University of South Carolina Press


Re-Constructing the Theological World of the Civil War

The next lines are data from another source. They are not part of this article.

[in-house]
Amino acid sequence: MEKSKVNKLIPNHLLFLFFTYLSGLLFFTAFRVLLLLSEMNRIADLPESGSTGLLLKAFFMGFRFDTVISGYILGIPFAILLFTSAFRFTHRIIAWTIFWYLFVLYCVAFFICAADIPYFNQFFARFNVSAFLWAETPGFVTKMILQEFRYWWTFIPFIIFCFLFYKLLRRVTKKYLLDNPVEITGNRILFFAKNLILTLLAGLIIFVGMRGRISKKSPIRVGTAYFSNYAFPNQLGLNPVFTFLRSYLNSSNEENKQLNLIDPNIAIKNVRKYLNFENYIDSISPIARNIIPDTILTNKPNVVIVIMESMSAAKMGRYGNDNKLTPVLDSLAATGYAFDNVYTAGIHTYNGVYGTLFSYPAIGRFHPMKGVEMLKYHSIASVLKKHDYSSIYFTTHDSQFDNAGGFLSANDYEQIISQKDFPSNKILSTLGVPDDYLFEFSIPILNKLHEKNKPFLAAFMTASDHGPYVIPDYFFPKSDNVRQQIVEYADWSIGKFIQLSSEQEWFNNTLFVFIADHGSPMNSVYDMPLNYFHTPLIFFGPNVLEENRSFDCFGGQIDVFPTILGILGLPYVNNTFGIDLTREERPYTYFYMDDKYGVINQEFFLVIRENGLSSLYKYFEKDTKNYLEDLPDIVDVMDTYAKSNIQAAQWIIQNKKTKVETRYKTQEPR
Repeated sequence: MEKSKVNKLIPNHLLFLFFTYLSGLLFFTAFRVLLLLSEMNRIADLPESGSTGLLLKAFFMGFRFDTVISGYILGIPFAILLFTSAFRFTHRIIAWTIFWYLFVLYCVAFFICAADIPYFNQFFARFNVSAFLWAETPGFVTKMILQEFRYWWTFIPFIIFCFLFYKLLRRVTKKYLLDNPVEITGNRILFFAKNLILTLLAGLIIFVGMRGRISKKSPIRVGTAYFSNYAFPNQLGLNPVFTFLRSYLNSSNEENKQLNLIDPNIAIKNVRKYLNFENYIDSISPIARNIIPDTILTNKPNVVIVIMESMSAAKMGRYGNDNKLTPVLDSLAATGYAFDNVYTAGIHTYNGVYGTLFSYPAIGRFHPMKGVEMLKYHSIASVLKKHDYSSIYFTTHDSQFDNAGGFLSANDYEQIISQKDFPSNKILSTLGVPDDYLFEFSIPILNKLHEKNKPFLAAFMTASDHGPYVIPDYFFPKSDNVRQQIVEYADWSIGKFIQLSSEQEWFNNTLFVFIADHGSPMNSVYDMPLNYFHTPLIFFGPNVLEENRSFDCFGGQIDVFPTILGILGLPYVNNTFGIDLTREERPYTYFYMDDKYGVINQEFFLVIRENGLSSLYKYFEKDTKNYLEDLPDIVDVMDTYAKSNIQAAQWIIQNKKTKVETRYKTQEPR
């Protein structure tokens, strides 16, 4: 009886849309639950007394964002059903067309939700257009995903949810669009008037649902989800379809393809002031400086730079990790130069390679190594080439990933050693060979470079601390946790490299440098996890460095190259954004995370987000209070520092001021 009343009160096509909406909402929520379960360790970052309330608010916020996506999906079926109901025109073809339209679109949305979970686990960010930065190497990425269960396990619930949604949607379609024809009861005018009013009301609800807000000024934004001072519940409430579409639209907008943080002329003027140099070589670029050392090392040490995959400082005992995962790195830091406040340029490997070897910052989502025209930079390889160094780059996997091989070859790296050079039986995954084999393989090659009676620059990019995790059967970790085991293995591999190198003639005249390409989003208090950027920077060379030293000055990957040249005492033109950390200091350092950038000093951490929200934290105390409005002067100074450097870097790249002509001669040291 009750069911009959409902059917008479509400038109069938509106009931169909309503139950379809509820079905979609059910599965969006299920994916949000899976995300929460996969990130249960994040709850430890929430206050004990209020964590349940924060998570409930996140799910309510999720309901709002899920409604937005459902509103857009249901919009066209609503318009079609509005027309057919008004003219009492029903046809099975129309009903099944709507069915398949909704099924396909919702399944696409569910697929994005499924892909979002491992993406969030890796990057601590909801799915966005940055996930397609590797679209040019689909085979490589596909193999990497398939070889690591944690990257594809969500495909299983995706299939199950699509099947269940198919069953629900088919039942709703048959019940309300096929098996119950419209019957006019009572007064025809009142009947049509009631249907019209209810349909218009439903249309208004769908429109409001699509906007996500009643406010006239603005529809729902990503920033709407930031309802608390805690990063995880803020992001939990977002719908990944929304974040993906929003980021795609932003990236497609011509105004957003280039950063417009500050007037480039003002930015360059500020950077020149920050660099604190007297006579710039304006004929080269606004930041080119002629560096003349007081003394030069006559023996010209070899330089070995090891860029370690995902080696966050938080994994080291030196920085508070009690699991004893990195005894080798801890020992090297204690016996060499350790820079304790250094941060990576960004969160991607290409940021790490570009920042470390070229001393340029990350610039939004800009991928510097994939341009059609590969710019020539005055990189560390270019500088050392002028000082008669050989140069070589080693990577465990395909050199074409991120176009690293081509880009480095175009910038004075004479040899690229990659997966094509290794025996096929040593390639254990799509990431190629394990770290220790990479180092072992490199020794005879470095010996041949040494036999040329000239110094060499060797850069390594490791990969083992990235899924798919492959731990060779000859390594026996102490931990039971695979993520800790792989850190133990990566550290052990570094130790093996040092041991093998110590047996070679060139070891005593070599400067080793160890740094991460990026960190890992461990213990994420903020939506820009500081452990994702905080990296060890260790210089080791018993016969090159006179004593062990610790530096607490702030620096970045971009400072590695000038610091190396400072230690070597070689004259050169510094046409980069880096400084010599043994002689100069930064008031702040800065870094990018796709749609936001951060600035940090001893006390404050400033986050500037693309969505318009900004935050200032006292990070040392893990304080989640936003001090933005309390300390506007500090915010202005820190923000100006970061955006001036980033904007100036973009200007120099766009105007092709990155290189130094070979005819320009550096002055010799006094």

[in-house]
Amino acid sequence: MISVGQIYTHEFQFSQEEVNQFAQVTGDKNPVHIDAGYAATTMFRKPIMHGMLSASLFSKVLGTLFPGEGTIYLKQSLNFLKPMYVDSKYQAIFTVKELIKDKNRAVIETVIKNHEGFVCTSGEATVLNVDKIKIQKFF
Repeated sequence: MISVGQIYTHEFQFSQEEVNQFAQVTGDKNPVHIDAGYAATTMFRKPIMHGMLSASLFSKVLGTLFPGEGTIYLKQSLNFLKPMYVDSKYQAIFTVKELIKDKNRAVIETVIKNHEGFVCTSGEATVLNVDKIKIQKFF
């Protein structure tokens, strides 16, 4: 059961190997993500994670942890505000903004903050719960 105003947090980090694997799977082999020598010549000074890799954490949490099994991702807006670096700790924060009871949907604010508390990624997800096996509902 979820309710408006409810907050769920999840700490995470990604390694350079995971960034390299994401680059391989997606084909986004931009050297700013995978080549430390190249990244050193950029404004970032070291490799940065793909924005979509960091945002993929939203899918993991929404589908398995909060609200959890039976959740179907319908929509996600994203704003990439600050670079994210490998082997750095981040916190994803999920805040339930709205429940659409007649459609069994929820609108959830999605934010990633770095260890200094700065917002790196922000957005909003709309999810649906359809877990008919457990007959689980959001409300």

Diocesan journals, sermons, personal letters, notes, religious pamphlets, editorials in local papers, memoirs, biographies, census records, as well as private journals, these are just some of the seemingly disparate materials from which Dorn reconstructs the ideological and theological edifices which framed the views of Episcopal bishops, in the North and South, regarding slavery, the Civil War, and emancipation. Dorn’s tome is well researched and heavy on documentation and although these attributes are praised in scholastic circles, these aspects might intimidate the casual reader. Or at least, that was my fear when I first opened the book. To my surprise and delight, Dorn carefully crafts these varied documents and texts such that they lend support and a type of intimate texture to civil and theological arguments which might prove both abstract and shockingly immoral in the minds of twenty-first century readers. Perhaps the greatest feat of the book is that it is able to forge together, albeit temporarily, a glimpse into a world strangely alien to modern readers… a world in which Episcopal bishops from all regions were reluctant to address what modern readers might assume was the most salient moral issue of the Civil War era, the question of human slavery. One can imagine that such silence does not ingratiate these voices to a modern American audience, and yet, Dorn opens up a space in which we can hear these bishops speak, often in their own words, about meeting these civil and religious challenges in the context in which they lived. Dorn’s text is primarily chronologically and regionally partitioned: he sets the stage by sketching out a brief historical background and continues by outlining the theological blueprints which allowed a number of these bishops to not only remain silent on slavery but also permitted a few of them to actually interpret slavery as a blessing on the African race. How could these men of God not speak out against slavery? How could they endorse it? Slavery, according to many of these bishops, especially prior to the war, was a civil matter and not an appropriate topic for the pulpit. And yet, when slavery is addressed in the context of the church, a whole host of these bishops, Northern as well as Southern, attest to the biblical precedent of slavery, despite the fact that they personally may have found the institution problematic. Some bishops, such as Bishop Meade of Virginia, preached that slaves should be grateful they were born in a country in which the Gospel had taken hold and that they should accept their God mandated station. According to Bishop Meade, slavery may be God’s way of Christianizing Africa by way of converted former slaves. In the mind of bishops like Meade spiritual liberation took precedent over physical emancipation. Other surprises await the avid reader, such as excerpts from a pro-Union Northern bishop’s pamphlet on slavery as biblically sanctioned, a Southern bishop’s scathing critique of the American Constitution (for its lack of deference to God’s authority), tales of churches shut down and clergy arrested for refusing to pray for the President of the United States, and a Bishop’s defense of the Sioux after a massacre which resulted in the death of more than 400 Americans. Despite how diverse these episodes may appear to be, Dorn uses these colorful stories to illustrate and illumine a textual history which might otherwise appear dull and antiquated. Dorn focuses on certain ‘load bearing walls’ if you will in his reconstruction of these bishop’s lives and ministries such as the shared view of these bishops that God was indeed the author of all of these events (no matter how one ‘read’ such events). Another foundational tenant many of these bishops held to was that this was not a war about slavery but a “war of national existence" (315). Clergy who did voice their views on the war either championed the Union by insisting that all good Christians do as the Apostle Paul commanded and submit to the ‘powers that be’ or supported the Southern states right to secede and affirmed the Christian’s duty to defend the South against the Union bully. Dorn’s text requires readers to slow down and investigate their own immediate emotional and often dismissive reactions towards the religious and political reviews of these men, especially bishops in the South, “who had to confront slavery not as an abstract question, but as a state-sanctioned institution right on their doorsteps that posed questions concerning the role their church should play with respect to the slaves in their midst" (26). Dorn does not exculpate the view of these religious men but his text does beckon readers to ponder what type of religious understanding allowed many of the most dominant leaders in the Episcopal Church of that time to see slavery as either completely outside the domain of the church’s purview or as a biblically sanctioned institution. This subtle challenge to readers might make them question what they think they know… and perhaps explains Dorn’s allusion to the biblical story of the disciples’ challenges on the Emmaus road (Luke 24:13-35) in his title. Katherine Daley-Bailey